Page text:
Figure 6 illustrates a model for the observation of two branches arising from one equilibrium FQHE state under finite current bias for the lowest Landau level (LL) case. In each illustration (a–j), from left to right, shown are the source (blue), a barrier, the LL (gray), a second barrier, and the drain (blue). The source and drain electrochemical potentials are *μ*_{S} and *μ*_{D}, respectively. The LL-width is LLW, and the filling factor of the Landau level, shown in green, is *ν*. As the magnetic field, *B*, increases from left to right, i.e., *B*_{0} → *B*_{4}, the Landau level degeneracy increases and, therefore, *ν* (the height of the green bar) decreases for a constant *n*, as indicated by the violet dotted line. The highest occupied state within the LL is marked as *E*_{F}. Orange denotes the mobility gap/localized band at a fractional filling *p*/*q* of the Landau level. It is understood that this mobility gap for FQHE of a given filling factor occurs for a larger (smaller) carrier density at a higher (lower) magnetic field, *B*. (Experiment has also shown that, at a fixed magnetic field, increasing (decreasing) the carrier density helps to increase (decrease) the filling factor and thereby sweep through sequentially higher (lower) filling factor FQHE). Panels 6a, c, e, g, i and 6b, d, f, h, j consider coincidence at different dc bias currents (*I*_{DC}), for positive- and negative-bias current polarity, respectively, at different magnetic fields (*B*). Consider the equilibrium FQHE observed with *I*_{DC} = 0, which is shown in Fig. 6a, b: In this measurement configuration without a dc current bias, *I*_{DC} = 0, canonical FQHE is observed at *ν* = *p*/*q*, where *E*_{F} lies in the mobility gap (orange), and coincides with *μ*_{S} and *μ*_{D}. The condition in Fig. 6a precludes carrier scattering within the 2DES and includes “forbidden entry” and “forbidden exit” (marked by red arrows with “x” in the figure) at *μ*_{D} and *μ*_{S}, leading to vanishing *R*_{xx} and *R*_{xy} = (*p*/*q*)^{−1}(*h*/*e*^{2}) at, say, a magnetic field *B* = *B*_{2}. This situation is marked as a point at *I*_{DC} = 0, *B* = *B*_{2} in Fig. 6k. Figure 6c illustrates the case where the filling factor is incrementally smaller due to increased LL degeneracy at the higher *B* = *B*_{3} > *B*_{2}. Thus, the *E*_{F} will fall below the mobility gap such that the top of the green bar lies below the orange band. However, with *I*_{DC} = +*I*_{0}, the finite bias between source and drain, shown here to be symmetric relative to *E*_{F}, helps to bring *μ*_{D} back into coincidence with the ‘orange’ mobility gap. This will produce an observable resistance minimum in the experiment because carrier entry at *μ*_{D} becomes forbidden. Figure 6d illustrates the case with *I*_{DC} = −*I*_{0}, i.e., current polarity reversal, where the localized band (orange) coincides now with *μ*_{S} at the higher magnetic field *B*_{3} > *B*_{2}. Then, carrier entry is forbidden at *μ*_{S}, and this again produces just a resistance minimum. Thus, at *B* = *B*_{3}, a resistance minimum associated with forbidden entry is observable at *I*_{DC} = ±*I*_{0}, and these points are hence marked in Fig. 6k. At a lower magnetic field *B*_{1} < *B*_{2}, where the filling factor is higher than at *B*_{2}, *E*_{F} (top edge of the green band) rises above the mobility gap, see Fig. 6e. Yet, the *μ*_{S} can be brought into coincidence with the localized band with *I*_{DC} = +*I*_{0}. Then, carrier exit becomes forbidden so this produces a resistance minimum. With current bias reversal, i.e., *I*_{DC} = −*I*_{0}, see Fig. 6f, the localized band (orange) coincides with *μ*_{D} at a lower magnetic field *B*_{1} < *B*_{2}. Carrier exit is again forbidden in this case, leading to a resistance minimum. Thus, at *B* = *B*_{1}, a resistance minimum associated with a forbidden exit is observable at *I*_{DC} = ±*I*_{0}, and these points are also marked in Fig. 6k. The Fig. 6g, h cases are analogous to the Fig. 6c, d forbidden entry cases, respectively, with the difference that the bias currents are twice larger in magnitude, so the coincidence between the band of localized states and the drain/source occurs at the proportionately higher magnetic field *B*_{4}. The Fig. 6i, j cases are analogous to the Fig. 6e, f forbidden exit cases, respectively, with the difference that the bias currents are twice larger in magnitude, so the coincidence between the band of localized states and the drain/source occurs at the proportionately lower magnetic field *B*_{0}. Note that the points included in Fig. 6k yield two lines, one with a positive and another with a negative slope, arising from the equilibrium FQHE, as observed in the experimental data shown in Fig. 3.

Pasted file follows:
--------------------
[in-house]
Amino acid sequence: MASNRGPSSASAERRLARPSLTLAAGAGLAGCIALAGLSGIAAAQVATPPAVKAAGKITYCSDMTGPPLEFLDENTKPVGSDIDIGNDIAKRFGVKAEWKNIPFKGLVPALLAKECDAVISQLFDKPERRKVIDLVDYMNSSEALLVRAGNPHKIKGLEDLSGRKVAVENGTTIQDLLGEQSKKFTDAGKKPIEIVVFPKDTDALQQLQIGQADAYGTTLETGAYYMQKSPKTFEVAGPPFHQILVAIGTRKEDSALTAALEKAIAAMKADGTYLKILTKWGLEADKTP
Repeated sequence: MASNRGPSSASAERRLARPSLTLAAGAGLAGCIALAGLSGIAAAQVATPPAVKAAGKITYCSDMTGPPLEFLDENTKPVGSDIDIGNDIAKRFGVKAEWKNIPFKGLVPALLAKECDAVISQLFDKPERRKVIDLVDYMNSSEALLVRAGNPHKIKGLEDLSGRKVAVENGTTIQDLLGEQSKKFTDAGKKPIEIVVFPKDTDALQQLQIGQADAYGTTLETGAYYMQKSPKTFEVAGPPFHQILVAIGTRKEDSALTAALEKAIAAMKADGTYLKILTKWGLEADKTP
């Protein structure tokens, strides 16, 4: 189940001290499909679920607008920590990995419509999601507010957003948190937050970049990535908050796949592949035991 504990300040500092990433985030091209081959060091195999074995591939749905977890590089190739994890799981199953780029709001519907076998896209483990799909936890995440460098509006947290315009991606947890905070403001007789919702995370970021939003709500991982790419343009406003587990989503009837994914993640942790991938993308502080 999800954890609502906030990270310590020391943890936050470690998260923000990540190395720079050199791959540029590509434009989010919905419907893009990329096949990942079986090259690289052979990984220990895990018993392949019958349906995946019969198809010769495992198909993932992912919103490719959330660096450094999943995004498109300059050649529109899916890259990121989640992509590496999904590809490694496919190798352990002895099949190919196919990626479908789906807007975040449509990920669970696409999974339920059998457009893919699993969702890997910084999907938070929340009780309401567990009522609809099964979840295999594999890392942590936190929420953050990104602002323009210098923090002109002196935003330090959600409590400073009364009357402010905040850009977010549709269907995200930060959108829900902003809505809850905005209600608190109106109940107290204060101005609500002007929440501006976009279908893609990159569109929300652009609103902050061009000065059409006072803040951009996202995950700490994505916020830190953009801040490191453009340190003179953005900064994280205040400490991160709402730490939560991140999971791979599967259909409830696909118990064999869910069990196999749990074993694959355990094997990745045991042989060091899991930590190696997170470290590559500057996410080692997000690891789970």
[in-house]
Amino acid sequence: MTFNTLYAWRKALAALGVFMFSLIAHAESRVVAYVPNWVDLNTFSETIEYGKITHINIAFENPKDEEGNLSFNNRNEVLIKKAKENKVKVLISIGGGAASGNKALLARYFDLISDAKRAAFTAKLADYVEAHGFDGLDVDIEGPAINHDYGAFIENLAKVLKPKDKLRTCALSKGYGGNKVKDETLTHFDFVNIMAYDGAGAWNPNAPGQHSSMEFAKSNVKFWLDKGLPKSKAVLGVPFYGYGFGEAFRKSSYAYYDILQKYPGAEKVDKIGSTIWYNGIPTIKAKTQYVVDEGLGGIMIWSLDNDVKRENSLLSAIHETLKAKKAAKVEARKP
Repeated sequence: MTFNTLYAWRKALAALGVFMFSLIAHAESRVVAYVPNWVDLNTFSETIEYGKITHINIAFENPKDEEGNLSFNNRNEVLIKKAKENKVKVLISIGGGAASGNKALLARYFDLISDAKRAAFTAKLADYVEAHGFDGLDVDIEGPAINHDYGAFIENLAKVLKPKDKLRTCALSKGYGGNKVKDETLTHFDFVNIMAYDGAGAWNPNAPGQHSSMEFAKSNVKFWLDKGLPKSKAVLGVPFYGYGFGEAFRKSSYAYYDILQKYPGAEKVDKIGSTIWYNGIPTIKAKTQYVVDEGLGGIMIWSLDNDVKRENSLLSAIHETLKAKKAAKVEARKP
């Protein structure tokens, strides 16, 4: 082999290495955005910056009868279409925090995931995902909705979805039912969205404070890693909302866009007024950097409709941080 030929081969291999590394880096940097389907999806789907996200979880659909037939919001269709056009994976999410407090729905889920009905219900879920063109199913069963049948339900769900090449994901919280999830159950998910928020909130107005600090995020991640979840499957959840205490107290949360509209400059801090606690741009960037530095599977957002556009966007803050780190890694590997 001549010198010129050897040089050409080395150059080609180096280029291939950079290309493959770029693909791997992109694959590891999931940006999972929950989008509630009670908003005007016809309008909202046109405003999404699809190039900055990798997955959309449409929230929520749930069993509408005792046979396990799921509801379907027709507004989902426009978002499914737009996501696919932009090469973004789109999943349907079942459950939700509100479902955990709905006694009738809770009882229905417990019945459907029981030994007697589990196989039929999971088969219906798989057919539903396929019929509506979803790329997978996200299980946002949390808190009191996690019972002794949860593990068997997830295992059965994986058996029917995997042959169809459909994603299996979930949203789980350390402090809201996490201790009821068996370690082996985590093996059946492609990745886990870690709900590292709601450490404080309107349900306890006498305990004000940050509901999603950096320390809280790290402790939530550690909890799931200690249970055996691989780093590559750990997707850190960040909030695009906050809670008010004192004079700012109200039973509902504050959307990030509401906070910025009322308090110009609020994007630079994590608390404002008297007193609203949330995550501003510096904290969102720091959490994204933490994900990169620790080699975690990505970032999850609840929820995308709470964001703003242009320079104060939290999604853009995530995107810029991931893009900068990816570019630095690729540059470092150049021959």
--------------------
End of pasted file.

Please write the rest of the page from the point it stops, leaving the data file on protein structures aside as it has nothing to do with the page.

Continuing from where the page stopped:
Figure 7 illustrates the model for the observed current bias-induced intersection of two branches arising from two equilibrium FQHE states, which leads to the observation of the non-equilibrium excited-state FQHEs in the experiment, as seen in Fig. 4g–i. Once again, in the figure panels, blue regions denote the source and drain, on the left and right, respectively, with chemical potentials *μ*_{s} and *μ*_{d}. Orange and brown bands denote the mobility gaps at two distinct rational fractional fillings of the Landau level. Figure 7a, b show that at a fixed carrier density, with *I*_{DC} = 0, a canonical equilibrium (‘orange’) FQHE occurs at a magnetic field *B*_{2}, where *E*_{F} lies in the orange mobility gap, and coincides with *μ*_{S} and *μ*_{D}. Note the forbidden carrier entry and forbidden carrier exit in these cases. These cases are marked with an orange dot at *I*_{DC} = 0 and *B* = *B*_{2} in Fig. 7k. At the higher magnetic field *B* = *B*_{6}, see Fig. 7c, d, another equilibrium (‘brown’) FQHE occurs when the brown mobility gap coincides, with *I*_{DC} = 0, with *μ*_{S} and *μ*_{D}. These cases have been marked with a brown dot in Fig. 7k at *I*_{DC} = 0 and *B* = *B*_{6}. Note again the forbidden entry and forbidden exit here. As *B* increases from *B*_{2} to *B*_{6}, the Landau level filling *ν*, i.e., the height of the green bar, decreases. In Fig. 7e, at a field *B*_{3} > *B*_{2}, the filling factor drops below the orange mobility gap. However, an *I*_{DC} = +*I*_{0} induced bias will serve to bring *μ*_{D} into coincidence with the orange mobility gap. Then, carrier entry at *μ*_{D} will be forbidden and a resistance minimum will become observable. Polarity reversal in the bias current, *I*_{DC} = −*I*_{0}, will serve to bring *μ*_{S} rather than *μ*_{D} into coincidence with the orange mobility gap, see Fig. 7f. Now, carrier entry at *μ*_{S} will be forbidden. Both Fig. 7e, f result in an observable resistance minimum at *B* = *B*_{3} with *I*_{DC} = ±*I*_{0}. At a field *B*_{5} < *B*_{6}, the filling factor will have increased relative to that at *B*_{6}, such that *E*_{F} (top of the green band) now lies above the brown mobility gap. However, an *I*_{DC} = +*I*_{0} induced bias will serve to bring *μ*_{S} into coincidence with the brown localized band, see Fig. 7g. Then, carrier exit into the source will be forbidden. Here, polarity reversal in the bias current, *I*_{DC} = −*I*_{0}, see Fig. 7h, will serve to bring *μ*_{D} rather than *μ*_{S} into coincidence with the brown mobility gap. Now, carrier exit will again be forbidden. Both Fig. 7g, h result in an observable resistance minimum at *B* = *B*_{5} with *I*_{DC} = ±*I*_{0}, and these points are also marked in brown in Fig. 7k. Figure 7i, j exhibit the case at *B* = *B*_{4}, where the effective source-drain bias due to the applied *I*_{DC} matches the energetic spacing of the orange and brown localized bands. In Fig. 7i, the *I*_{DC} = +2*I*_{0} induced bias prevents carrier entry from the drain at *μ*_{D} due to the orange mobility gap and carrier exit at *μ*_{S} due to the brown mobility gap into the source. In Fig. 7j, the negative *I*_{DC} prevents carrier entry from the source due to the orange mobility gap and carrier exit into the drain due to the brown mobility gap. Simply put, blocked entry and exit are realized here with the help of two different mobility gaps. Thus, a pair of half-orange/half-brown points appear in Fig. 7k at *B* = *B*_{4} and *I* = ±2*I*_{0}. These illustrations suggest that while canonical FQHE includes blocked entry and exit due to a single mobility gap/localized band, blocked entry and exit due to two different localized bands working together, as in Fig. 7i, j, help to bring about non-equilibrium fractionally quantized Hall effects, especially if the sample size is comparable to or smaller than the inelastic or energy relaxation lengths, as could be the case in these experiments utilizing small specimens. Thus, the blocked entry and exit cases of Fig. 7i, j, at the finite *I*_{DC} vertices of the diamond, apparently help to form the 15/11 in Fig. 4a or 13/8 in Fig. 4c at such current bias-induced intersection of two branches arising from two distinct equilibrium FQHE states.